Found your book in the book store. It’s been tough to read, and I guess I’m doing that thing that a lot of asshole guys do — thinking I’m a unicorn, that I can change, that I can do better for my partner, that I can overcome this super shitty way of life.
I know your specialty is on the other end of things, but do you think people can change? How do they do so?
I am seeing a shrink for anxiety and am on my way to an SAA (Sex Addicts Anonymous) meeting.
I don’t want to be a bad man, but I am right now.
Thinking you could change (i.e., be a unicorn) isn’t what makes you an asshole. Knowing you don’t want to change and manipulating a chump into investing further in your relationship with false promises, so you can keep extracting value from that chump? THAT would make you an asshole. Knowing that you’re not really cut out for a monogamous relationship, but keep “committing” to one? THAT would make you an asshole. Risking your partner’s health and welfare in secret, while telling them to trust you? THAT would make you an asshole. The desire for self-improvement? No.
Yes, I believe people can change.
However, change is a long, slow, humbling process, and I am skeptical that people prone to self-indulgence and immediate gratification can sustain character change. It would require a huge values shift, from entitlement to empathy. From escapism to dealing-with-your-shit-ism. From narcissistic notions of gaming the system (more kibbles for ME!) to reciprocity and fair play.
This isn’t instant switch-o-change-o stuff. Character change occurs when the costs of being a “bad man” outweigh the perceived benefits. When it hurts you to hurt someone you love. Perhaps you do feel bad that you hurt your partner with your infidelities. But guilt isn’t enough — the fear of hurting someone you love should precipitate your actions. The connection and respect you feel for your partner should squelch entitled, escapist, let’s-go-fuck-someone-I-met-on-Craigslist notions. You should care enough to NOT hurt your partner.
Oh, but they’ll never know. Oh, but I deserve this. Oh, it’s just a bit of fun. Oh, but they pissed me off last Thursday, and they’re never going to fix X about themselves, so I’m entitled to this. Because I don’t get A, B, and C. Not enough anyway. And my partner doesn’t do P and Q. What’s life without Q?
If you’ve got a thousand rationalizations why cheating on your partner could be okay with certain mitigating circumstances, you’re not getting it.
Felix, I recently moved back to an area I moved away from 10 years ago. It’s changed a lot since I left. Yesterday I went to this farmer’s market I used to go to and I was wandering around the stalls thinking, “Where’s the Sticky Bun Lady? She should BE here! Where is she?!”
Even though I haven’t been to this market in over a decade, I childishly assumed it should be just as I left it. (In fact, the Sticky Bun Lady, I vaguely recall now, died of a stroke. Probably due in no small part to unfettered consumption of sticky buns…)
I resent that entire neighborhoods are missing and have been replaced with glassy high-rise condo units and fusion noodle cafes. I’m unnerved by the unfamiliar. Why can’t it go back to 2006? I’m MAD that I cannot get good sticky buns!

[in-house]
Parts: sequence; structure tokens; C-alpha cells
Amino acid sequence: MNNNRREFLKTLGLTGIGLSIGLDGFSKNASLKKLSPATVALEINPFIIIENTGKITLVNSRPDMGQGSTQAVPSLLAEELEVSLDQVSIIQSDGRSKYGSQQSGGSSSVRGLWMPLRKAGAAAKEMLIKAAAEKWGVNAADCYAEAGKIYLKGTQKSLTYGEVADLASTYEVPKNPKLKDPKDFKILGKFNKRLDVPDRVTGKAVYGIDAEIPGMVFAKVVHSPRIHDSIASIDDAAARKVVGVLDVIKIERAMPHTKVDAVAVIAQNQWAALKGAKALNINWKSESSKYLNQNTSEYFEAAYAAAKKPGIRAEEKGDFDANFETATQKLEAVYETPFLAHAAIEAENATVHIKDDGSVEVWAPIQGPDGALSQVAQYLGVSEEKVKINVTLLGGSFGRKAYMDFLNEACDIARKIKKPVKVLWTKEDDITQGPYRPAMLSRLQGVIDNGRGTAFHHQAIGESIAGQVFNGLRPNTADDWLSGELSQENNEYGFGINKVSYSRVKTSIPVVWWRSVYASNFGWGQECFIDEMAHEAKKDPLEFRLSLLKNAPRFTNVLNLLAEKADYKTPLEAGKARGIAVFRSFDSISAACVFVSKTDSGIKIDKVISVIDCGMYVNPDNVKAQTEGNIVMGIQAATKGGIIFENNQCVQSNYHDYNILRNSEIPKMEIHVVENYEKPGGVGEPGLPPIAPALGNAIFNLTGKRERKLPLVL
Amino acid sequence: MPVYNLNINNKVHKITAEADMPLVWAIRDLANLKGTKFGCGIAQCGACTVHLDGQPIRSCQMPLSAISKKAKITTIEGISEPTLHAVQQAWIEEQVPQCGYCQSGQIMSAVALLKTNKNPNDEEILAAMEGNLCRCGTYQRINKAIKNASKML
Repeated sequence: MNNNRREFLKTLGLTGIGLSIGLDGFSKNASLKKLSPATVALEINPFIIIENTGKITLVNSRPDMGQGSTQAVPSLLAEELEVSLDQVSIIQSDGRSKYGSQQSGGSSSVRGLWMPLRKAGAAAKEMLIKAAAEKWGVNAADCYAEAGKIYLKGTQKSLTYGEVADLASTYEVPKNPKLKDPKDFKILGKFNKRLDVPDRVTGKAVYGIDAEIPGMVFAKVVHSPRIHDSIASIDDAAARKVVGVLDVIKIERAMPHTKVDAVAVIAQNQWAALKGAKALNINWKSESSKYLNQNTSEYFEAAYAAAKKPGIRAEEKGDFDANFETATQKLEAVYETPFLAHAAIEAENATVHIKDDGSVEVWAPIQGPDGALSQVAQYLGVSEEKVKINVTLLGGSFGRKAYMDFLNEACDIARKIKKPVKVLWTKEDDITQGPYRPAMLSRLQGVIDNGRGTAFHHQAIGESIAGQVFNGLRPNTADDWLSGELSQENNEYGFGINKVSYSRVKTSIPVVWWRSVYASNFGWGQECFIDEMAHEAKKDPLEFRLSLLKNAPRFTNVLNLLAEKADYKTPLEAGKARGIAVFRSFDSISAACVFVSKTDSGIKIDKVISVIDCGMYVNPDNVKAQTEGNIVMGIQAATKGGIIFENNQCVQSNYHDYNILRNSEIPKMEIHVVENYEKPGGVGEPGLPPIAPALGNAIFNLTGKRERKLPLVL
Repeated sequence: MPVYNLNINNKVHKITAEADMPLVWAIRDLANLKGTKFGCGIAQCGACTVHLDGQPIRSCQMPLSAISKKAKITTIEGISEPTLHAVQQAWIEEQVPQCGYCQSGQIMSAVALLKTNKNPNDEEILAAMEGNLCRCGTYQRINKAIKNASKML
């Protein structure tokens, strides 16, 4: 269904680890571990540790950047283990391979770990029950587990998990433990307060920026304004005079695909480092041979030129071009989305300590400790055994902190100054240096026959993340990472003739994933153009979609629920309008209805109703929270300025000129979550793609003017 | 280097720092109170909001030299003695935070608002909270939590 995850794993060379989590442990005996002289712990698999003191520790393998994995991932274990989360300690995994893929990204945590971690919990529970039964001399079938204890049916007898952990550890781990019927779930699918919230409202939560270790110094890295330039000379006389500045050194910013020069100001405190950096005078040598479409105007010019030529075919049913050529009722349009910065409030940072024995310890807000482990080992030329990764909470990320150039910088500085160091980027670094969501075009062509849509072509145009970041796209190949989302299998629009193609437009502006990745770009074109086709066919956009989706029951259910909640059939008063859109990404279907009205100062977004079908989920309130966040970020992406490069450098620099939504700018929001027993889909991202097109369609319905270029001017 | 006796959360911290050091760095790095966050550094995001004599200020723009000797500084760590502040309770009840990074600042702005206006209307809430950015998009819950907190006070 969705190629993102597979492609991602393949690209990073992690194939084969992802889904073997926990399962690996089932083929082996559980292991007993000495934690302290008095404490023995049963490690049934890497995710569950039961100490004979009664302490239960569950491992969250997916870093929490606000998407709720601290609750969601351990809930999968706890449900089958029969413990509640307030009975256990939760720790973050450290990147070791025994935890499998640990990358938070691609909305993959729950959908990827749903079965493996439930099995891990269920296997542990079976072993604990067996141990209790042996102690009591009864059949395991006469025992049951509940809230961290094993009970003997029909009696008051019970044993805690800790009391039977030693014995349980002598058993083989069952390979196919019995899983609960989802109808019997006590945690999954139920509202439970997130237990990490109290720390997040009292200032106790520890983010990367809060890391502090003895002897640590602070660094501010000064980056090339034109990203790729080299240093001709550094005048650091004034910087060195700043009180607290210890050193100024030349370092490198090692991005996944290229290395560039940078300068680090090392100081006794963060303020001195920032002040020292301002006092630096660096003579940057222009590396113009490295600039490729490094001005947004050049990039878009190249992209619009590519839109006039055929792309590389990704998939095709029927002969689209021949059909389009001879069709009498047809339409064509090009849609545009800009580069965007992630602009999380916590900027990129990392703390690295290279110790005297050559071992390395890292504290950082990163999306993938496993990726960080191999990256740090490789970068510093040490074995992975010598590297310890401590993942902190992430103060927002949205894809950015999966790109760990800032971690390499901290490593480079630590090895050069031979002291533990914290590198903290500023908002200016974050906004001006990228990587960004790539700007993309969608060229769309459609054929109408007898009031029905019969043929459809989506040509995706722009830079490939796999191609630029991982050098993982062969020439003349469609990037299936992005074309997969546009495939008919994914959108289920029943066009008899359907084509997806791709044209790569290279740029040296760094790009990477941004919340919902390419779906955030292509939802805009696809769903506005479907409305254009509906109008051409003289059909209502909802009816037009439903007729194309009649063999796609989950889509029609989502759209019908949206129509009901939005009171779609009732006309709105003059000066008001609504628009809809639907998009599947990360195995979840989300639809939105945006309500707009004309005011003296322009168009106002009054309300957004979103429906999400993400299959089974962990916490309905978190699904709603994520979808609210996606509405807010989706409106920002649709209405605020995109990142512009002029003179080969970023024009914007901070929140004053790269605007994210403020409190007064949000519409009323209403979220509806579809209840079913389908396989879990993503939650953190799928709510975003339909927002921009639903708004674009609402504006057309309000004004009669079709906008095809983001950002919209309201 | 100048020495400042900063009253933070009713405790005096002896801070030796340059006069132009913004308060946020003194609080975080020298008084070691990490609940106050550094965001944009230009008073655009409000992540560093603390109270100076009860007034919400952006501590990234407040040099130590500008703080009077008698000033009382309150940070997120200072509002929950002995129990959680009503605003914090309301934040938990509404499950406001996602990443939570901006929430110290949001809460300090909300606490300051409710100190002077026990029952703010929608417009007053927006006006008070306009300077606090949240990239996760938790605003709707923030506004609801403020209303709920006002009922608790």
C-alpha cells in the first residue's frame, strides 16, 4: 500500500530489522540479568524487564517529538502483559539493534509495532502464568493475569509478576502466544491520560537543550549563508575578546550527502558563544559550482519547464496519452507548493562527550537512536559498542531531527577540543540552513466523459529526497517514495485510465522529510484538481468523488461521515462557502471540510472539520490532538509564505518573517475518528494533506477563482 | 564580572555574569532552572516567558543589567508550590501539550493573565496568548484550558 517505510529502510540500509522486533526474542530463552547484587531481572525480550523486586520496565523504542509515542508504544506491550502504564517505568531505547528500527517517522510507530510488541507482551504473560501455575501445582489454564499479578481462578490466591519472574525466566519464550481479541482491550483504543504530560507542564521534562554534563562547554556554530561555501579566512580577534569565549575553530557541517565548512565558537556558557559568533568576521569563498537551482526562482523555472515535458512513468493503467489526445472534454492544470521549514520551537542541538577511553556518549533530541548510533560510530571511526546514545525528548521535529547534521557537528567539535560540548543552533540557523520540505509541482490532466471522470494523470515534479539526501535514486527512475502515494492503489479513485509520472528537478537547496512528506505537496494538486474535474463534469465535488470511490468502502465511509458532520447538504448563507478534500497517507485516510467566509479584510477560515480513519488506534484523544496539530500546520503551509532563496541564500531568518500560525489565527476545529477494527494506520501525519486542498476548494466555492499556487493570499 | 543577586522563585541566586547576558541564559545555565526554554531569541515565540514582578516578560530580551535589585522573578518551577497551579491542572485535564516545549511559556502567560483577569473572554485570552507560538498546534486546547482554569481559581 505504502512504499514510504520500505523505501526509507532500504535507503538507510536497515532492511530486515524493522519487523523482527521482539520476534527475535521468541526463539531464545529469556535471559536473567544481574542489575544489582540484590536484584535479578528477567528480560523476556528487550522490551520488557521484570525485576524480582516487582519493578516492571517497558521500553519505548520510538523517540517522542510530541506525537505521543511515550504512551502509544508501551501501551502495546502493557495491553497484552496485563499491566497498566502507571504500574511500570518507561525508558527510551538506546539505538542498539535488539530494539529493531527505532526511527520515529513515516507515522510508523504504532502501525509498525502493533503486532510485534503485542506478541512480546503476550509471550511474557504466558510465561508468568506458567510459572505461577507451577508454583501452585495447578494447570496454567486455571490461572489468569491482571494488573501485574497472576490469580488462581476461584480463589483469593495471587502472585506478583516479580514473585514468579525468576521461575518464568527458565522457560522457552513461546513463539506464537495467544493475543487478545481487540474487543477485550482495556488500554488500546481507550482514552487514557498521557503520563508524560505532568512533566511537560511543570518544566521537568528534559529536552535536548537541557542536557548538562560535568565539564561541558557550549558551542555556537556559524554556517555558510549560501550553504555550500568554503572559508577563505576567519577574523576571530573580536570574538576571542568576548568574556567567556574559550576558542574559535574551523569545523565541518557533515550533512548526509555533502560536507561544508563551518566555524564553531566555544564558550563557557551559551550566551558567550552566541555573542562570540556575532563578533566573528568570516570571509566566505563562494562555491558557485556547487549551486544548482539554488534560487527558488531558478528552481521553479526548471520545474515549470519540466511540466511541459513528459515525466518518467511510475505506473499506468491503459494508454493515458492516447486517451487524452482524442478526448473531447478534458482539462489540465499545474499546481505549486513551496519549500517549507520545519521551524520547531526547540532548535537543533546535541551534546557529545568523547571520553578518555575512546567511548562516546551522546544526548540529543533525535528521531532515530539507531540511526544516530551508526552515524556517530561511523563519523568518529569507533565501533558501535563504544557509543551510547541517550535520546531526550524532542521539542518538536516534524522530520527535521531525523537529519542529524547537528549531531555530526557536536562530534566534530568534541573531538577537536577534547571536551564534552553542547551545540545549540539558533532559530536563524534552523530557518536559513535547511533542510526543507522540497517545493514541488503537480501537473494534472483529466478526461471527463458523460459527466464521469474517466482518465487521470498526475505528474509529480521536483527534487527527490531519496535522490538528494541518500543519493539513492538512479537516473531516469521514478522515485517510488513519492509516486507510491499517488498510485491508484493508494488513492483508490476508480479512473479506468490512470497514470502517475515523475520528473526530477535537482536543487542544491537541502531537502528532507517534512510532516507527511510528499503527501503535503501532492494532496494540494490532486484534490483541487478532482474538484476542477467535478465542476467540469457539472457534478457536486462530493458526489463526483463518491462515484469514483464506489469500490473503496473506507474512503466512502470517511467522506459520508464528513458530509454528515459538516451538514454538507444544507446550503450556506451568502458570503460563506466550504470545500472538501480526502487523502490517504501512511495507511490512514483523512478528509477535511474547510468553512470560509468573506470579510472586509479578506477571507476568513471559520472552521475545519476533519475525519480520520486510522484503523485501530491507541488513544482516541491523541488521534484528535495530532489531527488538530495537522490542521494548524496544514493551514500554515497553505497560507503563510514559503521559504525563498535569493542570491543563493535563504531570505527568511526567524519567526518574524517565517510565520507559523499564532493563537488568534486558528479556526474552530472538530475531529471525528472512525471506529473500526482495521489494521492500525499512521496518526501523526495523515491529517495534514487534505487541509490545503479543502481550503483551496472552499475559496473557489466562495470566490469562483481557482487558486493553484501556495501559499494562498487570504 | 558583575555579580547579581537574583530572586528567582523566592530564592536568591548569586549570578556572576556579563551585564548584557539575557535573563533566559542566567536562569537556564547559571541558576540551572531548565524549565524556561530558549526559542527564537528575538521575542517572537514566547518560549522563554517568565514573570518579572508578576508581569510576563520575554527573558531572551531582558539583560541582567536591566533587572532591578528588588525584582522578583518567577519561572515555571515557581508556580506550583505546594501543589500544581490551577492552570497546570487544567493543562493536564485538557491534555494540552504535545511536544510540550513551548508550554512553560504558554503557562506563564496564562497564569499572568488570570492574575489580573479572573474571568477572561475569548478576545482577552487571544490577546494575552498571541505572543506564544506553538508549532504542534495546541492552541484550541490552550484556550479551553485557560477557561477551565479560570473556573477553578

Felix, for you to be a serial cheater and come back to your relationship expecting it to still be there waiting for you is a lot more delusional than me thinking those sticky buns are there. To belabor my analogy — you firebombed the farmer’s market. And now you’re back.
How do you change after serial cheating?
First and foremost by recognizing and accepting that you destroyed your relationship. THAT relationship. It’s over. I’m sorry you broke it, but you’re not entitled to keep it. It’s changed. It’s been flattened. All the things you love about that farmer’s market? They’re all out. Trust, peaches, respect, sticky buns…
Sure, you could come in and offer to fix the farmer’s market! But you’d be doing a lot of grunt work for a long time. And those who invested deeply in the farmer’s market might not trust an arsonist with rebuilding. You can’t blame them for that. Even if you’ve truly changed in your heart, even if you scrub every toilet, and scrape blackened vegetables off every surface, and work tirelessly without pay, the memory of that explosion will haunt them.
Accepting consequences is the first step to improving your character. You don’t get to come back to the relationship you left. Is it fair to make your chump do the grunt work of rebuilding? Or worse, imply that they deserved to have their world exploded? Or demand a fully-functional market from a burnt-out wreck? You can hardly expect your chump to put their life on hold while you figure out this self-improvement journey.
In my opinion, the best way forward is new lives for everyone. Chumps must rebuild, but let it be lives of their own creation on their terms, not yours.
You can go forward too into a new life. You don’t want to be that “bad man”? Don’t be. But if it was so shitty and bad, why did you go back for second and third (and 15th) helpings? Get real with yourself. You liked the perks of entitlement, the power trip. Fucking around feels great! Until it doesn’t. Because consequences.
Stick with the therapy. Accept the consequences. Good luck.